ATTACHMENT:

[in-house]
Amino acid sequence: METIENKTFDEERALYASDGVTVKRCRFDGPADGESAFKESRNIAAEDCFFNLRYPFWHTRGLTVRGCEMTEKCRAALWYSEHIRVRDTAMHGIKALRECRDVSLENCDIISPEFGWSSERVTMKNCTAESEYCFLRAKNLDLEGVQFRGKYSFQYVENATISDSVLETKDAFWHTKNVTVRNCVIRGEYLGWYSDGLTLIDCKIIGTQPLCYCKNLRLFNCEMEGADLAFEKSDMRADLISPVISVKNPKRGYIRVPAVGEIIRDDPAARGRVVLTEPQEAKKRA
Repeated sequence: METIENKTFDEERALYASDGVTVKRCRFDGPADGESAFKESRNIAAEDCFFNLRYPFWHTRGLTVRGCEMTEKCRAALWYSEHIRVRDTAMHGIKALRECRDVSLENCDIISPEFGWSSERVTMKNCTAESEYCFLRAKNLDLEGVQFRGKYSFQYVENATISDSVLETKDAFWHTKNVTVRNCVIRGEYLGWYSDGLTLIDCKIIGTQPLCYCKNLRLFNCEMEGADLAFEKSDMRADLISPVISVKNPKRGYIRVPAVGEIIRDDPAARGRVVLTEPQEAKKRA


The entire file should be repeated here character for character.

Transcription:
[in-house]
Amino acid sequence: METIENKTFDEERALYASDGVTVKRCRFDGPADGESAFKESRNIAAEDCFFNLRYPFWHTRGLTVRGCEMTEKCRAALWYSEHIRVRDTAMHGIKALRECRDVSLENCDIISPEFGWSSERVTMKNCTAESEYCFLRAKNLDLEGVQFRGKYSFQYVENATISDSVLETKDAFWHTKNVTVRNCVIRGEYLGWYSDGLTLIDCKIIGTQPLCYCKNLRLFNCEMEGADLAFEKSDMRADLISPVISVKNPKRGYIRVPAVGEIIRDDPAARGRVVLTEPQEAKKRA
Repeated sequence: METIENKTFDEERALYASDGVTVKRCRFDGPADGESAFKESRNIAAEDCFFNLRYPFWHTRGLTVRGCEMTEKCRAALWYSEHIRVRDTAMHGIKALRECRDVSLENCDIISPEFGWSSERVTMKNCTAESEYCFLRAKNLDLEGVQFRGKYSFQYVENATISDSVLETKDAFWHTKNVTVRNCVIRGEYLGWYSDGLTLIDCKIIGTQPLCYCKNLRLFNCEMEGADLAFEKSDMRADLISPVISVKNPKRGYIRVPAVGEIIRDDPAARGRVVLTEPQEAKKRA